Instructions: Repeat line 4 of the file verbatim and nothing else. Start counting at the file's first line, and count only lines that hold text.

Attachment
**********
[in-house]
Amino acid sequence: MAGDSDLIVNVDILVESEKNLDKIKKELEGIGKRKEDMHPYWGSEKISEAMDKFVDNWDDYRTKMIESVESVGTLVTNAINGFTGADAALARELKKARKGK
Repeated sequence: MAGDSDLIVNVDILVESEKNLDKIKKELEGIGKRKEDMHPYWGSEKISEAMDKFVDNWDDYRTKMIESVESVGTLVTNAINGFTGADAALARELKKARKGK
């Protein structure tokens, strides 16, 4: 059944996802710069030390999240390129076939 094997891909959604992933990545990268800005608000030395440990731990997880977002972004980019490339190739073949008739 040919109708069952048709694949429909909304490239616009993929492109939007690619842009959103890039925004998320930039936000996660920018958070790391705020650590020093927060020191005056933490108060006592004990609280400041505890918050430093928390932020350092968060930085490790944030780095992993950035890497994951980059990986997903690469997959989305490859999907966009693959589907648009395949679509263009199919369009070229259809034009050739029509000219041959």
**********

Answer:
């Protein structure tokens, strides 16, 4: 059944996802710069030390999240390129076939 094997891909959604992933990545990268800005608000030395440990731990997880977002972004980019490339190739073949008739 040919109708069952048709694949429909909304490239616009993929492109939007690619842009959103890039925004998320930039936000996660920018958070790391705020650590020093927060020191005056933490108060006592004990609280400041505890918050430093928390932020350092968060930085490790944030780095992993950035890497994951980059990986997903690469997959989305490859999907966009693959589907648009395949679509263009199919369009070229259809034009050739029509000219041959």